Our client was hired as part of a joint development of the UK’s first food park with integrated energy and waste management systems. The world class multi-million-pound development would transform the wider economy as well as providing a modern distribution hub and renewable energy infrastructure.
The key challenge of the project for our client involved developing designs for the food park which incorporated integrated energy and waste management technologies. At the time, there were no precedents; therefore a benchmark needed to be established along with assessing the viability of available technologies.
Our client collaborated with BRE (Building Research Establishment – the internationally recognised developers of sustainability standards, codes, and methodologies), and SPECIFIC (a UK Innovation and Knowledge Centre that are leaders in energy technology research) to establish a suitable benchmark for factors such as regulations, materials, technologies, and construction methods. They developed a transformational energy and waste management infrastructure, which included a variety of technologies. Our client’s work with BRE enabled the park to become Wales’s first District Cooling Network, which allowed it to align with the Welsh Government’s Zero Carbon Zones.
The park’s district cooling network would be driven by a modular tri-generation energy centre, biased for provision of coolth via absorption cooling, to run alongside the typical electricity generation. The tri-generation fuel sources were developed to include ‘clean air’ anaerobic digestion using the site’s own generated waste converted into biogas. Additionally, our client underwent consultations with a university that assisted with advice and research into microalgae; the cultivation of microalgae has the potential to produce biofuels from solar energy with low land use and without competing with food crops. From this, they carried out research into the implementation and integration of these technologies in relation to wastewater treatment as well as their role in the creation of biogas.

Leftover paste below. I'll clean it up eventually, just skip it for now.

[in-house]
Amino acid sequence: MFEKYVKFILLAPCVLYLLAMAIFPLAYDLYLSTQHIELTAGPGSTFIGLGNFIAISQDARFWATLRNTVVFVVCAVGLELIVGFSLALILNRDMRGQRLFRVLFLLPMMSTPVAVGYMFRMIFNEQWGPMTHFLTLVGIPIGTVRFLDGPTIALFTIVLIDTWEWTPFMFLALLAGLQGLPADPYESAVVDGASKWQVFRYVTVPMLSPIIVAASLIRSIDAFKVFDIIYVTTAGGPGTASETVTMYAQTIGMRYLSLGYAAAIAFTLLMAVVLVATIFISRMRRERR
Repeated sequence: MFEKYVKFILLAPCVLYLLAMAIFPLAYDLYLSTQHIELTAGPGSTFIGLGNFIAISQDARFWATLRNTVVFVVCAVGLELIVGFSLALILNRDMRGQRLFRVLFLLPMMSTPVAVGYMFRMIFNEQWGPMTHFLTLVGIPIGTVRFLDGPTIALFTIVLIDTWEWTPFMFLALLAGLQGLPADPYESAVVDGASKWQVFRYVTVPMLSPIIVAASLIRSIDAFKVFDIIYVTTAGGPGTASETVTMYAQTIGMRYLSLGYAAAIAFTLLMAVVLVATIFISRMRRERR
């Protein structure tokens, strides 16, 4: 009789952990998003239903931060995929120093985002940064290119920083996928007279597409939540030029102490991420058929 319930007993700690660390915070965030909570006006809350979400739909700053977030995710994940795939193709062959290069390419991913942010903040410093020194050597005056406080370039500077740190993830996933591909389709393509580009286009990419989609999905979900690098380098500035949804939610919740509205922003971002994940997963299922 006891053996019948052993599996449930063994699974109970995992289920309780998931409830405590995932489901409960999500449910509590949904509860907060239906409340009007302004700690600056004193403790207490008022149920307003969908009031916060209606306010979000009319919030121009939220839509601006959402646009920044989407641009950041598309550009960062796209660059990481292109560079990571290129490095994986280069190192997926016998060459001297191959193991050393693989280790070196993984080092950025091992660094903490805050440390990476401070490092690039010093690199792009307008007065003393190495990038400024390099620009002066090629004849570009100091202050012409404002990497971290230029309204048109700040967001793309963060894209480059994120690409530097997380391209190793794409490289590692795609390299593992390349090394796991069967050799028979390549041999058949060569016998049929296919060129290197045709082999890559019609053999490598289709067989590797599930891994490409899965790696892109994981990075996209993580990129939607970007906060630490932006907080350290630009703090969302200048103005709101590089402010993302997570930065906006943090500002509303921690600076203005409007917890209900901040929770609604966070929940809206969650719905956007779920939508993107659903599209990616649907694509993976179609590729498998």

The supply of low/zero-carbon energy were matched against low energy demand from the buildings themselves acting as power stations, incorporating technologies developed by SPECIFIC including thin film photovoltaic integration into the fabric of the façades as well as solar heat pump technologies. Any surplus electrical power would then be exported to nearby demands (a proposed school and electrical car charging points) to prevent wastage.
The development also served to be an exemplar of water efficiency, minimising its infrastructure impact through rainwater harvesting from the roof area via on-site filtration to be used for pre-wash food preparation, greywater toilet flush and hose-down functions. The large-scale water store would also allow thermal buffering as well as internal climate control through the buildings.
Through careful research and assessment, our client was able to merge a number of separate technologies that had not previously been combined together in such a way, with no precedent or existing blueprint to work from. This resulted in the development of a completely unique and forward-thinking integrated energy and waste management infrastructure for the food park.